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Dr Martina Cleary, founder the Clare Pyrite Action Group with other members at a protest in Ennis last June. Pic Arthur Ellis.

‘Their walls are crumbling, their lives are decimated’, Seanad told

A CALL has been made for a Clare representative to be appointed to a committee reviewing the defective concrete blocks scheme, in the hope that redress might be extended to homeowners in this county.
In the Seanad this week, Senator Timmy Dooley said the lives of homeowners in Clare and elsewhere have been “decimated” by the presence of defects caused by pyrite and mica.
The matter was raised in the upper house by Senator Dooley and two party colleagues, Lisa Chambers and Niall Blaney.
Senators Chambers and Blaney, representing Mayo and Donegal respectively, which are covered by the Defective Concrete Blocks Grant Scheme, called for the redress to be increased from a maximum of 90% to 100%.
Senator Dooley told the house the scheme must be extended to this county, where the extent of the issue is only becoming known.
“…There is a real issue with defective blocks in County Clare,” the Fianna Fáil senator said.
“It is not mica but pyrite and we too want to be included in the scheme. We will not accept anything less than 100% redress. I have visited the homes affected and to say the homeowners are devastated by what is happening is an understatement. Their walls are crumbling and their lives are decimated.
“The State needs to stand behind them. I understand that a working group has been established with representatives from the mica action group in the north west.
“I ask that the Department also appoint somebody from the Clare action group to join that committee, in order to give an insight into a similar problem that is different in nature.”
Under parliamentary privilege, Senator Dooley identified a source believed to be associated with the blocks.
“I join colleagues in recognising that others need to participate in this redress scheme,” he said.
He added that the issue of pursuing that was a matter for government and not for homeowners.
“The Government now needs to come forward and set out a clear plan to provide 100% redress,” he insisted.
Responding, Minister of State Colm Brophy described the hardship suffered by those whose homes are affected by defective concrete blocks as “shocking” and “unimaginable”.
However, Junior Minister Brophy also warned the Seanad that any extension of the redress scheme to counties including Clare must involve the same rigorous process required before it was opened to homeowners in Mayo and Donegal.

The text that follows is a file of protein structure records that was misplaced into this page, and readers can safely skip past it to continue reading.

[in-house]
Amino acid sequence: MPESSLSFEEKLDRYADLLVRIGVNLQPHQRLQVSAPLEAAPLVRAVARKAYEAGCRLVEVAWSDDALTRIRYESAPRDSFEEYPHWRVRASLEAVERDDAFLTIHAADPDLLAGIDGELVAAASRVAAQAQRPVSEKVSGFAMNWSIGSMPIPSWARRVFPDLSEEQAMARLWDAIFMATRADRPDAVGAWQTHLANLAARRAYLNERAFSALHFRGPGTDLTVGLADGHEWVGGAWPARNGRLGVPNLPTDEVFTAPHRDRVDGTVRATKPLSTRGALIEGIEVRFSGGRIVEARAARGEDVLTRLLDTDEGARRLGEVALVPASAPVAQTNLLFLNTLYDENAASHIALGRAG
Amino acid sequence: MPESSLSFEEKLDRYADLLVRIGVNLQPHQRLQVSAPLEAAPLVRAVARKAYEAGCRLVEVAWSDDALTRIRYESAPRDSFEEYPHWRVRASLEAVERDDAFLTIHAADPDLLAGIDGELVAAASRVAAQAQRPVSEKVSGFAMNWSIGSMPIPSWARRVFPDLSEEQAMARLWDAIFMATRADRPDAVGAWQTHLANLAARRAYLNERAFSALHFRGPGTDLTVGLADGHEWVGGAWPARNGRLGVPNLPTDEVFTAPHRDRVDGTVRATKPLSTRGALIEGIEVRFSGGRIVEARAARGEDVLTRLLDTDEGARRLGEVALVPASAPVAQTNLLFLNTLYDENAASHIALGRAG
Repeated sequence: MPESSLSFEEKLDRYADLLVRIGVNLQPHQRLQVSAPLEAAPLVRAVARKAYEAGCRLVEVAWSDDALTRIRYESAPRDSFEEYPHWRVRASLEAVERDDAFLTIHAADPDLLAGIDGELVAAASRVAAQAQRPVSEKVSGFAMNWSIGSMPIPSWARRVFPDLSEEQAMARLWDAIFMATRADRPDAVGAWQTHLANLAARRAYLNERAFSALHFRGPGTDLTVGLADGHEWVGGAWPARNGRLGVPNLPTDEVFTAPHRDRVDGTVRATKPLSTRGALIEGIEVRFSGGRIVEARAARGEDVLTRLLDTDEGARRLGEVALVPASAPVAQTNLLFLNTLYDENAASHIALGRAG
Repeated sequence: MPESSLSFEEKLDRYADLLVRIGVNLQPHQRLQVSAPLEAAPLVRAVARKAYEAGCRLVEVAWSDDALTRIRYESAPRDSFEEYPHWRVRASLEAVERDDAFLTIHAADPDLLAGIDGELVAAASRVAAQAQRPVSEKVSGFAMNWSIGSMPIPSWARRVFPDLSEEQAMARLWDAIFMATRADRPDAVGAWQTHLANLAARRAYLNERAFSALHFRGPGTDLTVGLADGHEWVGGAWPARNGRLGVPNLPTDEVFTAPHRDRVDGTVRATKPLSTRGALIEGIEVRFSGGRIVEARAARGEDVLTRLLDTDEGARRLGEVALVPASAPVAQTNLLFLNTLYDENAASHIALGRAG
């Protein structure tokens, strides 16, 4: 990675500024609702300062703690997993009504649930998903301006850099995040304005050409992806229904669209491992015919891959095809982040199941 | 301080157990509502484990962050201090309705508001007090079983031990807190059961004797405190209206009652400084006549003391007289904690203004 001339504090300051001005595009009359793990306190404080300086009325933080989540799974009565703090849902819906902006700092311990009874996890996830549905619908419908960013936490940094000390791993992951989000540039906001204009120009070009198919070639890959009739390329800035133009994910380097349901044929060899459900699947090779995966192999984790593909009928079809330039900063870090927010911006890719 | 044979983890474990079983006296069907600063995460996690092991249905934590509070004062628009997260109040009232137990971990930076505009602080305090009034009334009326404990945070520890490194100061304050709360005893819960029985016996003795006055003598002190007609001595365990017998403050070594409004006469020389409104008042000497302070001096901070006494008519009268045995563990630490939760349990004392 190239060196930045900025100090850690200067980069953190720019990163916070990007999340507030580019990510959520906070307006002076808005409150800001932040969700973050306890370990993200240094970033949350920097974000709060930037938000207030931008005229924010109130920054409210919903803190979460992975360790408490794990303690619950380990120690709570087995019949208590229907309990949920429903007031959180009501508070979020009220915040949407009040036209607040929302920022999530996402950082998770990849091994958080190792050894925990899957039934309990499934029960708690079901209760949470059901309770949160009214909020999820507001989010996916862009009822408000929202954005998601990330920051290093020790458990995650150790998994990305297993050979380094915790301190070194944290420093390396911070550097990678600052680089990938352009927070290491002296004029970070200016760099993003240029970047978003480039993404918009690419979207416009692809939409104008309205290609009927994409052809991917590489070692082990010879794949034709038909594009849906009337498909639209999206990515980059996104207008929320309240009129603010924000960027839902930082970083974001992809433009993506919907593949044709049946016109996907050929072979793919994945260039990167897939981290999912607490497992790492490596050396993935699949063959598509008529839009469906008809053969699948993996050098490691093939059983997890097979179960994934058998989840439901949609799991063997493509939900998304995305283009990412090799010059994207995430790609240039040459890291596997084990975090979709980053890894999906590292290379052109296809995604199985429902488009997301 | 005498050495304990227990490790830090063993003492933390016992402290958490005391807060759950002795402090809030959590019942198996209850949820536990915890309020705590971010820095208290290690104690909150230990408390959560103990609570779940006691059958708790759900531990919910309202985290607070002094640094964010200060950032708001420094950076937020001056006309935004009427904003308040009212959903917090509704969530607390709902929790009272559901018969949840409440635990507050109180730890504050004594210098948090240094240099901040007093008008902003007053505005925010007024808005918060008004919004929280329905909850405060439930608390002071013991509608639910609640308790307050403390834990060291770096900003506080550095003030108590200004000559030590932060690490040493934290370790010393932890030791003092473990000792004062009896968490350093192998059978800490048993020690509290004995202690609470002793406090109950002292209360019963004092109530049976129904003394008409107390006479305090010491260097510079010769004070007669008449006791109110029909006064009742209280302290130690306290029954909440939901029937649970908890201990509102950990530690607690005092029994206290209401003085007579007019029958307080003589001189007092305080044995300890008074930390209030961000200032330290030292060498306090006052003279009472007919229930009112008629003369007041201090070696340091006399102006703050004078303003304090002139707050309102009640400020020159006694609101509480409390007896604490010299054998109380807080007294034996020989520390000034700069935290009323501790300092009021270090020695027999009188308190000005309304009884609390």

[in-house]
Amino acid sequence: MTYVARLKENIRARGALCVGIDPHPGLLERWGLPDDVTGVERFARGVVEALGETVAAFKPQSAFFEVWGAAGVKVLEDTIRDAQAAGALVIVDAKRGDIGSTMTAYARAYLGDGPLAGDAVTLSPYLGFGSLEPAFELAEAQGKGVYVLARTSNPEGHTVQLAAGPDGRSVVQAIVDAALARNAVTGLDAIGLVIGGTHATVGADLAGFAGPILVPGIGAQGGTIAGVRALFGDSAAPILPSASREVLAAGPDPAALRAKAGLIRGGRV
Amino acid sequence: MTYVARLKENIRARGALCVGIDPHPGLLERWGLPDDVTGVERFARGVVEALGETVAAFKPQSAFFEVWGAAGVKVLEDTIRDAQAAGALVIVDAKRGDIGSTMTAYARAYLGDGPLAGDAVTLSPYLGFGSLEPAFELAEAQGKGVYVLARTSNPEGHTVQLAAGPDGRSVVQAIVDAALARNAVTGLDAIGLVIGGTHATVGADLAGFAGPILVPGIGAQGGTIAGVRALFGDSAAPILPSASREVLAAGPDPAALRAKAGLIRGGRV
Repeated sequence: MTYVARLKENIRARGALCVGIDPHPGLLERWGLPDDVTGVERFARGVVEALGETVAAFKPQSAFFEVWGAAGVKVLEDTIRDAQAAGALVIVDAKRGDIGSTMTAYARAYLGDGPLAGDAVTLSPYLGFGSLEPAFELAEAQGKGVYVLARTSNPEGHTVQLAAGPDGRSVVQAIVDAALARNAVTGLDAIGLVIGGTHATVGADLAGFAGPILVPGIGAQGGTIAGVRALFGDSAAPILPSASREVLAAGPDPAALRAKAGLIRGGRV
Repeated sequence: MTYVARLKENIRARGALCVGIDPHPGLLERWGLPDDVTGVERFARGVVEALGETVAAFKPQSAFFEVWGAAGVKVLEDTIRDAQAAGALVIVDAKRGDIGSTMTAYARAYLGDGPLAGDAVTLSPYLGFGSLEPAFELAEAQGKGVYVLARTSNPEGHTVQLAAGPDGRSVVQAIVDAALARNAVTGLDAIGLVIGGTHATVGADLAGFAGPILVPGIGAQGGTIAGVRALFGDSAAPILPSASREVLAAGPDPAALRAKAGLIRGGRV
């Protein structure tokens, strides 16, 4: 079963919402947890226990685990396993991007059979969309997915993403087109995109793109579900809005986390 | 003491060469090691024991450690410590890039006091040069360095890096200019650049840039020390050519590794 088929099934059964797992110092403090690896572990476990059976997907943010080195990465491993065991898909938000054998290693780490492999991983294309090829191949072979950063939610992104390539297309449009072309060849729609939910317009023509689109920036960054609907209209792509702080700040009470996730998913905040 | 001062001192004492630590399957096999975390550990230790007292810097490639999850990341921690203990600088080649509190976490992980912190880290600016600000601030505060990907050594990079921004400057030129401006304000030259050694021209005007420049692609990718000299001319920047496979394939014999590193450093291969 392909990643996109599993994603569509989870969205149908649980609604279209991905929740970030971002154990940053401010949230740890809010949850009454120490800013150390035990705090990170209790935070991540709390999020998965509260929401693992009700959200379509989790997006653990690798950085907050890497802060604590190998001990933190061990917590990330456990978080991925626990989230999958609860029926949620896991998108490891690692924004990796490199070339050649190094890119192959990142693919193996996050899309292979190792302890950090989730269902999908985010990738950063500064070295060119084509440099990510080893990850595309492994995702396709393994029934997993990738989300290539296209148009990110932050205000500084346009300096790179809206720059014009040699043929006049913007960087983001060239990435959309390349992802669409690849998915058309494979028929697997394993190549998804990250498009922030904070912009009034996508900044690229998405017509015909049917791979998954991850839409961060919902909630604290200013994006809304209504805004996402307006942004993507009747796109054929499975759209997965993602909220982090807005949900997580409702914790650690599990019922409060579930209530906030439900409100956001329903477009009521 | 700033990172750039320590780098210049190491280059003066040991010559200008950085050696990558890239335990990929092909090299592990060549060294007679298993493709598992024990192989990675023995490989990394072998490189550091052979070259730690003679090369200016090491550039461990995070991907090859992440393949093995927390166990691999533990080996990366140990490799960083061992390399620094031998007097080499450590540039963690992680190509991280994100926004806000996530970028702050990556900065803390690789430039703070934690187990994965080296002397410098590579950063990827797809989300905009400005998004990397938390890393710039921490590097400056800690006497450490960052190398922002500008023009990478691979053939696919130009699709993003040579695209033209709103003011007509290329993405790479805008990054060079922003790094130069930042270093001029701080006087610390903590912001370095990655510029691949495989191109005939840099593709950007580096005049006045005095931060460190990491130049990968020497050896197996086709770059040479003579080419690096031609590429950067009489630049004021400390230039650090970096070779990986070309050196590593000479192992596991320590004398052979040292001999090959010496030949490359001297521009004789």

The Fine Gael TD added that any extension of the Defective Concrete Block Scheme would have to be subject to budgetary discussions.
He acknowledged the issue is “particularly emotive for households”. “Currently, the grant scheme only applies to the counties of Donegal and Mayo but additional counties are seeking admittance to it,” he said.
“Any extension to the scheme will require the same rigorous analysis as that carried out prior its rollout in Donegal and Mayo. It would also have to be the subject of budgetary discussions with the Department of Public Expenditure and Reform.”
The junior minister outlined the time-frame for a review of the amount of redress on offer. “It is intended that the review will be completed by July 31 and that it will inform any changes or improvements to the scheme as may be required,” he said.
“Following receipt of the report of the working group and the ensuing collaboration with ministerial colleagues and, in particular, the Minister for Public Expenditure and Reform and the Attorney General, proposals will be brought to Government.”
Separately, Clare County Council is continuing to compile evidence requested by the Department of Housing regarding a possible extension of the redress scheme to Clare.
“To this end we are in the process of preparing a detailed submission to the Department which is to include analysis of the extent of the prevalence of pyrite/mica in developments in the County,” a statement from the local authority said.
“Clare County Council are liaising with Clare Pyrite Mica Action Group and have identified a number of private properties from which samples have been taken and are currently being tested. We recently identified a small number of local authority built estates which may potentially be affected and tests to determine if pyrite/mica are present are scheduled for the coming days. Once all the necessary information is collated the submission will be sent to the Department and from there, we will await a decision on the extension of the scheme to Clare.”

About Fiona McGarry

Fiona McGarry joined The Clare Champion as a reporter after a four-year stint as producer of Morning Focus on Clare FM. Prior to that she worked for various radio, print and online titles, including Newstalk, Maximum Media and The Tuam Herald. Fiona’s media career began in her native Mayo when she joined Midwest Radio. She is the maker of a number of radio documentaries, funded by the Broadcasting Authority of Ireland (BAI). She has also availed of the Simon Cumbers Media Fund to report on development issues supported by Irish Aid in Haiti. She won a Justice Media Award for a short radio series on the work of Bedford Row Project, which supports prisoners and families in the Mid-West. Fiona also teaches on the Journalism programmes at NUI Galway. If you have a story and would like to get in touch with Fiona you can email her at fmcgarry@clarechampion.ie or telephone 065 6864146.

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